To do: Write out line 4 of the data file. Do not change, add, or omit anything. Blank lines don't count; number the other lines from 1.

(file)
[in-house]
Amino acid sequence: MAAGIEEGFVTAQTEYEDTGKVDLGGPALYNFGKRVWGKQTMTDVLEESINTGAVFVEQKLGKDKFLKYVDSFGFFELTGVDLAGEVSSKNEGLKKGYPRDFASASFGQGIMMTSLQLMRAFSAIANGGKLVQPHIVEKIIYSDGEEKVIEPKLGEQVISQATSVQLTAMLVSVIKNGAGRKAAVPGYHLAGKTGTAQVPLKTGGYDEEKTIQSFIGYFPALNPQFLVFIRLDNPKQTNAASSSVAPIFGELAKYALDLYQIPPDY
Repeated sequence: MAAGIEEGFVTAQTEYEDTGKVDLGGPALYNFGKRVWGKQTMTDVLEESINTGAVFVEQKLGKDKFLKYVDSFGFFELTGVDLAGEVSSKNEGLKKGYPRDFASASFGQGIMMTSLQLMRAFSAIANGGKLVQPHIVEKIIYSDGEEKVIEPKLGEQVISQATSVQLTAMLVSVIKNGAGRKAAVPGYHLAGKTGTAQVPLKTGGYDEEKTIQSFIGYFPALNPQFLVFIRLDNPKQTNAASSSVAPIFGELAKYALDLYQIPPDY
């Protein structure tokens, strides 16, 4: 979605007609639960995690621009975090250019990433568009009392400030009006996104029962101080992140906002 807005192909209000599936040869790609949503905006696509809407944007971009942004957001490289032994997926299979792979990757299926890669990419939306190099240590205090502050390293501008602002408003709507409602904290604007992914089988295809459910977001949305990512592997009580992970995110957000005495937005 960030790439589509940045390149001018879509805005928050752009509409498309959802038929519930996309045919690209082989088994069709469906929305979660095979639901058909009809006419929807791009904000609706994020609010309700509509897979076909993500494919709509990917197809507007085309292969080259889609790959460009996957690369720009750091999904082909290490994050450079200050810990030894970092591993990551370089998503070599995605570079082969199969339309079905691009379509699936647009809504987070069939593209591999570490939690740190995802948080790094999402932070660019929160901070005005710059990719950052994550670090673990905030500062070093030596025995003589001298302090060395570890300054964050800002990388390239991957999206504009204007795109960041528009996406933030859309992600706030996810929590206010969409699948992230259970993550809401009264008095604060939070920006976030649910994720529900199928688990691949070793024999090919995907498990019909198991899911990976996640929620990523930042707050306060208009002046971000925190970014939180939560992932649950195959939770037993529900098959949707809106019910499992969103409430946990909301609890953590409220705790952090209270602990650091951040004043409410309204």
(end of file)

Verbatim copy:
């Protein structure tokens, strides 16, 4: 979605007609639960995690621009975090250019990433568009009392400030009006996104029962101080992140906002 807005192909209000599936040869790609949503905006696509809407944007971009942004957001490289032994997926299979792979990757299926890669990419939306190099240590205090502050390293501008602002408003709507409602904290604007992914089988295809459910977001949305990512592997009580992970995110957000005495937005 960030790439589509940045390149001018879509805005928050752009509409498309959802038929519930996309045919690209082989088994069709469906929305979660095979639901058909009809006419929807791009904000609706994020609010309700509509897979076909993500494919709509990917197809507007085309292969080259889609790959460009996957690369720009750091999904082909290490994050450079200050810990030894970092591993990551370089998503070599995605570079082969199969339309079905691009379509699936647009809504987070069939593209591999570490939690740190995802948080790094999402932070660019929160901070005005710059990719950052994550670090673990905030500062070093030596025995003589001298302090060395570890300054964050800002990388390239991957999206504009204007795109960041528009996406933030859309992600706030996810929590206010969409699948992230259970993550809401009264008095604060939070920006976030649910994720529900199928688990691949070793024999090919995907498990019909198991899911990976996640929620990523930042707050306060208009002046971000925190970014939180939560992932649950195959939770037993529900098959949707809106019910499992969103409430946990909301609890953590409220705790952090209270602990650091951040004043409410309204």